First Harmful Algal Bloom Species Genome SequencedFebruary 25, 2011
Researchers at Stony Brook University's School of Marine and Atmospheric and Woods Hole Oceanographic Institution (WHOI) in USA have revealed why the microscopic phytoplankton Aureococcus anophagefferens dominates other phytoplankton in the oceans by causing brown tides. Through the new advances in genomics, they were able to identify the phytoplankton's unique gene complement that enables it to outcompete others and bloom in human-modified ecosystems. Though the plankton does not produce toxins that poison humans, the long-term bloom poisons bivalves and destroys sea grass beds and shellfisheries leading to billion dollar worth of losses.
"When we looked at the coastal ecosystems where we find Aureococcus blooms, we found they were enriched in organic matter, were very turbid and enriched in trace metals," said research leader Christopher Gobler. "And when we looked at the genome of Aureococcus, it ended up being enriched in genes to take advantage of these conditions. The surprise was the concordance between the genome and the ecosystem where it's blooming…We now know this organism is genetically predisposed to exploit certain characteristics of coastal ecosystems. We also know the characteristics are there because of activities of man," Gobler said. "If we continue to increase, for example, organic matter in coastal waters, then it's going to continue to favor brown tides since it is genetically predisposed to thrive in these conditions."
Results of their study is published in the February 21 edition of the Proceedings of the National Academy of Sciences. The research team is now investigating the RNA of Aurecoccus to know how genes are expressed during the lifetime of the bloom.
For more information, visit http://www.whoi.edu/page.do?pid=7545&tid=282&cid=90450&ct=162.
Biotech Updates is a weekly newsletter of ISAAA, a not-for-profit organization. It is distributed for free to over 22,000 subscribers worldwide to inform them about the key developments in biosciences, especially in biotechnology. Your support will help us in our mission to feed the world with knowledge. You can help by donating as little as $10.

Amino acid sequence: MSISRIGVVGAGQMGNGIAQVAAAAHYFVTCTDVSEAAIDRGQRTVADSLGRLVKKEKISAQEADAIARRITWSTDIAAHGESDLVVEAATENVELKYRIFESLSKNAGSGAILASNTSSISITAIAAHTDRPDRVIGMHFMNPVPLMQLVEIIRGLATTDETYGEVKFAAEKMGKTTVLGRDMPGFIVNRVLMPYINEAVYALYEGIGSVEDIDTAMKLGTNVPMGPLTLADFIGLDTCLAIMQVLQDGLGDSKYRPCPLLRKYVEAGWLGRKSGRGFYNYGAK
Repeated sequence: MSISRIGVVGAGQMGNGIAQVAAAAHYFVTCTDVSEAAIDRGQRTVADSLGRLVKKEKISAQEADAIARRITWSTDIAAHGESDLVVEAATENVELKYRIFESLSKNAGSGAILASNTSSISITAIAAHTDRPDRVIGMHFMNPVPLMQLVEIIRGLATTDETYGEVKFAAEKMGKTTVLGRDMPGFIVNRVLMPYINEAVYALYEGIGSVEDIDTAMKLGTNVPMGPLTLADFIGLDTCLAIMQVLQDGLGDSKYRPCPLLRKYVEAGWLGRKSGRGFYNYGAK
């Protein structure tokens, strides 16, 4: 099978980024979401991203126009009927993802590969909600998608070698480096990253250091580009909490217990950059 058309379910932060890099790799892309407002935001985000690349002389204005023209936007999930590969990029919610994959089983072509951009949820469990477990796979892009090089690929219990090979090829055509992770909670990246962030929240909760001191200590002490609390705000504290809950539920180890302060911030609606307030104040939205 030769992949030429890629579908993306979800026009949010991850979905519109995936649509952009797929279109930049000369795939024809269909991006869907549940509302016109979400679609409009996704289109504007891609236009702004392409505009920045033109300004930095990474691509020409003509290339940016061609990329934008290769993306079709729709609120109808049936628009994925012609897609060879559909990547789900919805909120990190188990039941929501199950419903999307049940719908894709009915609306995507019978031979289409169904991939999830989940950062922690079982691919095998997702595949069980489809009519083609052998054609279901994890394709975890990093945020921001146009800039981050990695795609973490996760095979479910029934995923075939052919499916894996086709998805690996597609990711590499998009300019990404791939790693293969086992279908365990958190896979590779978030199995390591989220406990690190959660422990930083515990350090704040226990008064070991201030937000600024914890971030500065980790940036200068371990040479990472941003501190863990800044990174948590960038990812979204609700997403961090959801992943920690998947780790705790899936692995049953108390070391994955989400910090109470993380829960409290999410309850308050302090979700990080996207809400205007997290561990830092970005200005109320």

See more articles:
News from Around the World
- Annual Global Status Report of Commercialized Biotech/GM Crops Launched in Sao Paulo, Brazil
- CBD and GEF Partner to Advance Nagoya Outcomes at the Regional Level
- FAO Gets Support for Climate Change Program
- Anti-government Protests Lead to Destruction of Gene Banks in Egypt
- U of I Researcher Receives USDA Grant to Study Soybean Flowering Response
- Cornell Releases Two New Potato Varieties
- Dupont to Expand Biotech Soybean R&D Program
- Brazil´s CTNBio Approves Cotton with TwinLink® Technology from Bayer CropScience
- Indian President Announces Establishment of Biotech-Related Systems
- AFAA Executive Director Speaks Up for GM Canola
- Nasim Receives BioAsia Award 2011
- Stacking Multiple Genes for Better Pest Control of Tomatoes
- BiotechCorp Grants BioNexus Status to GlycosBio
- Pakistan-Argentina Collaborate on S&T
- EU Committee Oks Low Level Presence of GMOs in Animal Feed Imports
- UK-Malaysia Collaborate on Plant and Microbial Research
- UK Consortium to Do Wheat Breeding Research
- New Path to Water Efficient Seeds Opens with TIP
- Anthocyanin Production Used as Selection Marker During Plant Transformation
- Researchers Map Fiber Quality Traits of Upland Cotton Using Three-parent Composite Population
- GE Tomatoes Show Opposite Responses to Abiotic and Biotic Stresses
Beyond Crop Biotech
- First Harmful Algal Bloom Species Genome Sequenced
- ICABBBE 2011: International Conference on Agricultural Biosystems, Biotech and Biological Engineering
- GMHT: Risks and Opportunities for Spain
- Paraguay Biotech Annual Report
- Uruguay Biotech Annual Report
Read the latest:
- Biotech Updates (November 29, 2023)
- Gene Editing Supplement (November 29, 2023)
- Gene Drive Supplement (February 22, 2023)
Subscribe to BU: